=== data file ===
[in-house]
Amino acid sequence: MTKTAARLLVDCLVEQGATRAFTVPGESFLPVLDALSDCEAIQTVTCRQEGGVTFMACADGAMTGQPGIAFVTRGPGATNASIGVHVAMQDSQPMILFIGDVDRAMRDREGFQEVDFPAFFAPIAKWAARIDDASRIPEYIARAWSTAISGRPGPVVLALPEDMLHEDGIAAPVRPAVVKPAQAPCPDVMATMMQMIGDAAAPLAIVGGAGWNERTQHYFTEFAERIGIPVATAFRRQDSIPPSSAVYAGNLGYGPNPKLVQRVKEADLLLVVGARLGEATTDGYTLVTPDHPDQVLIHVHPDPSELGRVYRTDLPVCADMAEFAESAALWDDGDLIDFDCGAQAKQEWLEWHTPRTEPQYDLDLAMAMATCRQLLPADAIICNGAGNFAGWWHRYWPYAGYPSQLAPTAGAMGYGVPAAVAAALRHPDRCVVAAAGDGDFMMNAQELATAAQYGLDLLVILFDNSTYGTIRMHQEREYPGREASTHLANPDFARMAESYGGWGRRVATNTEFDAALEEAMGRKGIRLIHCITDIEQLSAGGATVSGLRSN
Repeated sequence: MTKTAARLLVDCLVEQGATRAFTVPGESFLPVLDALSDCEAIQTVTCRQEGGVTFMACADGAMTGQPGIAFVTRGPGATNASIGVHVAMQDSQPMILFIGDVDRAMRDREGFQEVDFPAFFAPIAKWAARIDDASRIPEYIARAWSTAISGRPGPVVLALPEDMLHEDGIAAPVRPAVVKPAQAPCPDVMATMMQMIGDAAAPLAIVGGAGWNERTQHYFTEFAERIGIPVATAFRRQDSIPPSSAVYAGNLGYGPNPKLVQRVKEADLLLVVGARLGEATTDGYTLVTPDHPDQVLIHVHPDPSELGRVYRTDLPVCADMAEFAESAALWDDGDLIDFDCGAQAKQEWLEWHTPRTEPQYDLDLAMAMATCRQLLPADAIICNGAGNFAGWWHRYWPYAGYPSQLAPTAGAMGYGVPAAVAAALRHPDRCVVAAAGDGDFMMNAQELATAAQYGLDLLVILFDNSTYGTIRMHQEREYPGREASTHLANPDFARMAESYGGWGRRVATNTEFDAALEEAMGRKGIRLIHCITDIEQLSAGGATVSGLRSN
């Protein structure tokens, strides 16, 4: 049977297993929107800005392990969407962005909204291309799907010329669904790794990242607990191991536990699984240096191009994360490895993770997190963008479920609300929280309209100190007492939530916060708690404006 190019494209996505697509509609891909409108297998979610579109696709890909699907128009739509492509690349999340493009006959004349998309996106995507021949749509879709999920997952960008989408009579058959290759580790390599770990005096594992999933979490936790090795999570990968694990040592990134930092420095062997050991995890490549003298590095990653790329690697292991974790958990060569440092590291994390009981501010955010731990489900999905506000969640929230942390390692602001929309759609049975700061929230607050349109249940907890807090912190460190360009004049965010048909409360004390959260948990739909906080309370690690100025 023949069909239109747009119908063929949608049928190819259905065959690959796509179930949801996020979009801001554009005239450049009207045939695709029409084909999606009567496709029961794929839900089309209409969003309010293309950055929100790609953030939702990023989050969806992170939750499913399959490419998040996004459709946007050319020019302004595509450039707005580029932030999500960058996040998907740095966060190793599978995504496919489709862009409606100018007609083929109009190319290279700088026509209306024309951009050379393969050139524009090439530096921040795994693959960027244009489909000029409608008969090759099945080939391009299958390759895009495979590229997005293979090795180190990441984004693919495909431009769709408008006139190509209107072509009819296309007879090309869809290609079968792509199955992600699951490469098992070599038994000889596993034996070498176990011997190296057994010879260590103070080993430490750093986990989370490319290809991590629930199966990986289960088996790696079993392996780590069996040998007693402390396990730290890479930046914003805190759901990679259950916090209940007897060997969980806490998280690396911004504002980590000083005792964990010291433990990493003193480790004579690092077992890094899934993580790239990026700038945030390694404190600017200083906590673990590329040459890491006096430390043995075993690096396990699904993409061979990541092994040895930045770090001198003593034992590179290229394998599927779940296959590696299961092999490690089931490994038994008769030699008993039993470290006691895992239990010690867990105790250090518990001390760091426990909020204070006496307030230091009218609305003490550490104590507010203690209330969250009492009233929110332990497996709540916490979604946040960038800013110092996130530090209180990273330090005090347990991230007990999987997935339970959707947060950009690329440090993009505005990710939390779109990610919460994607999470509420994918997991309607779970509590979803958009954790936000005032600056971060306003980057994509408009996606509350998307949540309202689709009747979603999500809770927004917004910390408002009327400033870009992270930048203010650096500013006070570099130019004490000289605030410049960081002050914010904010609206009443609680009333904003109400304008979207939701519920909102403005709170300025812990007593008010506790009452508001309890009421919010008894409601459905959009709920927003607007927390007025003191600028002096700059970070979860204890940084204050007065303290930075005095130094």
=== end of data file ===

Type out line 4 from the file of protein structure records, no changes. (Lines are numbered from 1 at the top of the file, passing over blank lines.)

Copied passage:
């Protein structure tokens, strides 16, 4: 049977297993929107800005392990969407962005909204291309799907010329669904790794990242607990191991536990699984240096191009994360490895993770997190963008479920609300929280309209100190007492939530916060708690404006 190019494209996505697509509609891909409108297998979610579109696709890909699907128009739509492509690349999340493009006959004349998309996106995507021949749509879709999920997952960008989408009579058959290759580790390599770990005096594992999933979490936790090795999570990968694990040592990134930092420095062997050991995890490549003298590095990653790329690697292991974790958990060569440092590291994390009981501010955010731990489900999905506000969640929230942390390692602001929309759609049975700061929230607050349109249940907890807090912190460190360009004049965010048909409360004390959260948990739909906080309370690690100025 023949069909239109747009119908063929949608049928190819259905065959690959796509179930949801996020979009801001554009005239450049009207045939695709029409084909999606009567496709029961794929839900089309209409969003309010293309950055929100790609953030939702990023989050969806992170939750499913399959490419998040996004459709946007050319020019302004595509450039707005580029932030999500960058996040998907740095966060190793599978995504496919489709862009409606100018007609083929109009190319290279700088026509209306024309951009050379393969050139524009090439530096921040795994693959960027244009489909000029409608008969090759099945080939391009299958390759895009495979590229997005293979090795180190990441984004693919495909431009769709408008006139190509209107072509009819296309007879090309869809290609079968792509199955992600699951490469098992070599038994000889596993034996070498176990011997190296057994010879260590103070080993430490750093986990989370490319290809991590629930199966990986289960088996790696079993392996780590069996040998007693402390396990730290890479930046914003805190759901990679259950916090209940007897060997969980806490998280690396911004504002980590000083005792964990010291433990990493003193480790004579690092077992890094899934993580790239990026700038945030390694404190600017200083906590673990590329040459890491006096430390043995075993690096396990699904993409061979990541092994040895930045770090001198003593034992590179290229394998599927779940296959590696299961092999490690089931490994038994008769030699008993039993470290006691895992239990010690867990105790250090518990001390760091426990909020204070006496307030230091009218609305003490550490104590507010203690209330969250009492009233929110332990497996709540916490979604946040960038800013110092996130530090209180990273330090005090347990991230007990999987997935339970959707947060950009690329440090993009505005990710939390779109990610919460994607999470509420994918997991309607779970509590979803958009954790936000005032600056971060306003980057994509408009996606509350998307949540309202689709009747979603999500809770927004917004910390408002009327400033870009992270930048203010650096500013006070570099130019004490000289605030410049960081002050914010904010609206009443609680009333904003109400304008979207939701519920909102403005709170300025812990007593008010506790009452508001309890009421919010008894409601459905959009709920927003607007927390007025003191600028002096700059970070979860204890940084204050007065303290930075005095130094």